Unemployment rates fell in the District and Maryland in September but remained unchanged in Virginia, according to a Labor Department report released Friday.
The District’s jobless rate dropped to 8.7 percent from 8.8 percent, with 14,200 jobs added. Maryland added 9,800 jobs, bringing its rate down to 6.9 percent from 7 percent. In Virginia, where 11,500 jobs were added, the unemployment rate registered at 5.9 percent for the third straight month.
In Maryland, the strongest job growth came from the professional services industry, which has long been a cornerstone of the region’s economy but has recently posted tepid growth. The state added 4,100 jobs in that sector.
“It’s a good surprise, given the issue of the ‘fiscal cliff’ hanging over the state,” said Daraius Irani, director of the Regional Economic Studies Institute at Towson University.
Virginia’s greatest gains came from the education and health services sector, a bright spot in the local economy in recent months.
“That sector probably will continue to do well because of the aging population,” said Ann Lang, senior economist for the Virginia Employment Commission.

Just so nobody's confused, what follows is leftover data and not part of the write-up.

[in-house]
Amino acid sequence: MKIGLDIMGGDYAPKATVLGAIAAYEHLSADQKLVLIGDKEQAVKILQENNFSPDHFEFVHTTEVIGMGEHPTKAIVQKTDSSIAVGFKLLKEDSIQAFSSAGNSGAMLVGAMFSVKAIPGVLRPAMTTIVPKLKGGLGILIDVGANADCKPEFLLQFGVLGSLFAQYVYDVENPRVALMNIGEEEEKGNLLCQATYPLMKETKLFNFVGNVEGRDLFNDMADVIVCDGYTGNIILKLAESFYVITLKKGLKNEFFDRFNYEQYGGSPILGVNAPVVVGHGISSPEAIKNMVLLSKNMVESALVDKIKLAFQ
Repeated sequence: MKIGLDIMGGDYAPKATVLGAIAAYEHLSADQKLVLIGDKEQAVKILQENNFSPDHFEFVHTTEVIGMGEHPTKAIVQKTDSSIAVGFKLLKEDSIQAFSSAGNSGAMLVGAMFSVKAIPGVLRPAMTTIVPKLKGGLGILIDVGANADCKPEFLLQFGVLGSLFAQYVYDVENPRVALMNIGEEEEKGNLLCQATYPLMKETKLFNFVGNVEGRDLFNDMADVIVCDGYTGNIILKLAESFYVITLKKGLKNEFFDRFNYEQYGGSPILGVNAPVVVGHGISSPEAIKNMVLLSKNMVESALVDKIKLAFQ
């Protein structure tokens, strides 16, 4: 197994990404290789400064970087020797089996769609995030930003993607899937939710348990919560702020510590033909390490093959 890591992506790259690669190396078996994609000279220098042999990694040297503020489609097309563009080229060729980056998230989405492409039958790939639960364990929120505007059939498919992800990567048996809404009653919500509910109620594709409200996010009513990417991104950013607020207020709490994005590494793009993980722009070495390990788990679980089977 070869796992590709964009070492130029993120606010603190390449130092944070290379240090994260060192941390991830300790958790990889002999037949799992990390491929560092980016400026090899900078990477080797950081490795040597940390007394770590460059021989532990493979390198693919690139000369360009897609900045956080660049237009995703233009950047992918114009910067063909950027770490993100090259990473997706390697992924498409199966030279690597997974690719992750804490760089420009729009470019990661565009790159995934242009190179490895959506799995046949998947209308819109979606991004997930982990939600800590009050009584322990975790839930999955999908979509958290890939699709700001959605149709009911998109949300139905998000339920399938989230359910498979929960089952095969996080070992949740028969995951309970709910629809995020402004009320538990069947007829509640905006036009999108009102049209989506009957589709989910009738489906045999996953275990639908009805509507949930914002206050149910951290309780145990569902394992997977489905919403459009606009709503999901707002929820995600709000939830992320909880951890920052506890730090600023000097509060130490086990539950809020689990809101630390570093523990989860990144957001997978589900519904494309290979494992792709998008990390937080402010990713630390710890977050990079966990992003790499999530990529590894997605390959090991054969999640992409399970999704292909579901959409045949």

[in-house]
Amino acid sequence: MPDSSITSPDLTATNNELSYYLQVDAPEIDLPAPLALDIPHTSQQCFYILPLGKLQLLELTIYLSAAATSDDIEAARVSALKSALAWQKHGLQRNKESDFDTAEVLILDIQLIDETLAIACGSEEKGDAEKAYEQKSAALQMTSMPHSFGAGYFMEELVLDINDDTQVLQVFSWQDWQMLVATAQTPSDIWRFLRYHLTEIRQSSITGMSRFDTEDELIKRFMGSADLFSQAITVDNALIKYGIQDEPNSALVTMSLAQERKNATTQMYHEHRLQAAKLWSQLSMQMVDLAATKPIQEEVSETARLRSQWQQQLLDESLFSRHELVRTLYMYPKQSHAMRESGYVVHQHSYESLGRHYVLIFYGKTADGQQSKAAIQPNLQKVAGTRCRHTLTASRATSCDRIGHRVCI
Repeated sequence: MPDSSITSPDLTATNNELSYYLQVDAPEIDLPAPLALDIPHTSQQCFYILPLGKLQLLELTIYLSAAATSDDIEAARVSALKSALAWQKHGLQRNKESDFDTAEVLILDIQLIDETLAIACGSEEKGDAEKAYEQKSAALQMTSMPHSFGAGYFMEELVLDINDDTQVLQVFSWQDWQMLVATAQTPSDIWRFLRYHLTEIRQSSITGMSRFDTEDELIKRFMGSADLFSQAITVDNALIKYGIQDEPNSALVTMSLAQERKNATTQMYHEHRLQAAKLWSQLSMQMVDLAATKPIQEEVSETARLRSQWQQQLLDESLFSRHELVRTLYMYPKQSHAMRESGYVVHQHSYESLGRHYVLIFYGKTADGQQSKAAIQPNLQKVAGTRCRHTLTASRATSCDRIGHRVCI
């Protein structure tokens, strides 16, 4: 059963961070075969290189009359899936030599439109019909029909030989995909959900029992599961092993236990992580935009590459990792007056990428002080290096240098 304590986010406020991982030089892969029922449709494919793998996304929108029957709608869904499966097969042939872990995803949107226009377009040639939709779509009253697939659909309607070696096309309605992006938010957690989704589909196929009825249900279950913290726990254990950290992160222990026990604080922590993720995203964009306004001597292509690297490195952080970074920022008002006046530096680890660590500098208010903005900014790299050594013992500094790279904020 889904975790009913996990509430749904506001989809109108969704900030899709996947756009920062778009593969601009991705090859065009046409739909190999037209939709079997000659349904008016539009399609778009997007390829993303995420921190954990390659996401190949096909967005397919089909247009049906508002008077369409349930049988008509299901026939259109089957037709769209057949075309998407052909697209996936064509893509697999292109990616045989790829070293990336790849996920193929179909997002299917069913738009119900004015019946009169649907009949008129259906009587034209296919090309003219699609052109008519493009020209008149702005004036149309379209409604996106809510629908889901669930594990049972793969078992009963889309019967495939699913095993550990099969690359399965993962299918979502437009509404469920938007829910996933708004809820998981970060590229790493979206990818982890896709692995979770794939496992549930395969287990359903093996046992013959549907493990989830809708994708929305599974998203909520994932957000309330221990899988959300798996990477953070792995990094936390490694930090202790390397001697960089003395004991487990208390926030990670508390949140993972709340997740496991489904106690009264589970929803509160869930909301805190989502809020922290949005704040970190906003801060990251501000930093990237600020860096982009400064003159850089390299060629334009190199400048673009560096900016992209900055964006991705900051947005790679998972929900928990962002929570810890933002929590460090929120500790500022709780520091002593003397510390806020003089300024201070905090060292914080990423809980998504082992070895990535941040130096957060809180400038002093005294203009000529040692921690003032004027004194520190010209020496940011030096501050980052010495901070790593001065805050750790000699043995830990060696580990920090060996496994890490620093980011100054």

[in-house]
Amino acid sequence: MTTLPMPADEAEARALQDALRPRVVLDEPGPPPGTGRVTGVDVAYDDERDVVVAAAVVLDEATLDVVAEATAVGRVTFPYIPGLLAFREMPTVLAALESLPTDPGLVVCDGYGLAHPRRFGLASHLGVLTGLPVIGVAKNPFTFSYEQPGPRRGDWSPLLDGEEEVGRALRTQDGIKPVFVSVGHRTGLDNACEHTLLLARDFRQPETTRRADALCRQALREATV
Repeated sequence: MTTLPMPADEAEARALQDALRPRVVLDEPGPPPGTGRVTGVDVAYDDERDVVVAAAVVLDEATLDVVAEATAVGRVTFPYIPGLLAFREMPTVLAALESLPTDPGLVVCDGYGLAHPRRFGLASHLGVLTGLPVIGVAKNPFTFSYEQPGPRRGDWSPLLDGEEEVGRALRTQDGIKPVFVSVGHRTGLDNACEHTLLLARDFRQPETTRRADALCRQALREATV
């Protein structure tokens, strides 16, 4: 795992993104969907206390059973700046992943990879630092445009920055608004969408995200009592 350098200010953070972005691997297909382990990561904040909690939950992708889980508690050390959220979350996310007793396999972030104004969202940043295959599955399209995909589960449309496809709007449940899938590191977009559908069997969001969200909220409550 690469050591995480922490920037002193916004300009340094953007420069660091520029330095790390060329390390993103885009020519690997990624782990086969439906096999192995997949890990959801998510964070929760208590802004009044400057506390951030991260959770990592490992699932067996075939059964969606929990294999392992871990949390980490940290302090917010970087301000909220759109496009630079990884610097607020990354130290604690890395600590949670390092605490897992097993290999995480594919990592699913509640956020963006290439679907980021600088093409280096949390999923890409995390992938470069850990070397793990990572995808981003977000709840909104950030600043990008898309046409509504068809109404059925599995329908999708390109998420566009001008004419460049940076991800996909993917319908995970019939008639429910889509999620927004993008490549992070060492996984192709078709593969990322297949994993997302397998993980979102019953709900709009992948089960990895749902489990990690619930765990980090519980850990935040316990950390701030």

Although the jobless rate stayed the same in Virginia in September, Lang said the report was still encouraging because of the significant expansion of the state’s labor force.
The District added 11,700 jobs in government in September, a sharp jump from the 9,800 jobs that were lost in this sector in August. Ryan Price, a research associate at the Center for Regional Analysis at George Mason University, said that local- and state-level positions, not federal jobs, accounted for the increase.
After hitting a 22-year high in August, the construction sector lost 400 jobs in the District. Jobs were added in this industry in both Maryland and Virginia.
Throughout the metropolitan area, job growth slackened in the leisure and hospitality sector to the slowest rate in two years. Price said that could indicate that residents are spending less on eating out and other entertainment because of economic uncertainty.
In Maryland and Virginia, unemployment rates were significantly lower than the national rate, which dipped to 7.8 percent in September. Although the District has seen a 1.7 percent year-over-year drop in its jobless rate, it has remained higher than the national rate.
Still, Price said that job growth here trails that seen in other parts of the country.
“In terms of growth rates, we’re kind of towards the bottom of the pack,” Price said.
Jobless rates declined in 41 states, rose in six states and were unchanged in three. As it has every month since May 2010, Nevada reported the highest unemployment rate of any state: 11.8 percent. The lowest rate, 3 percent, was recorded in North Dakota.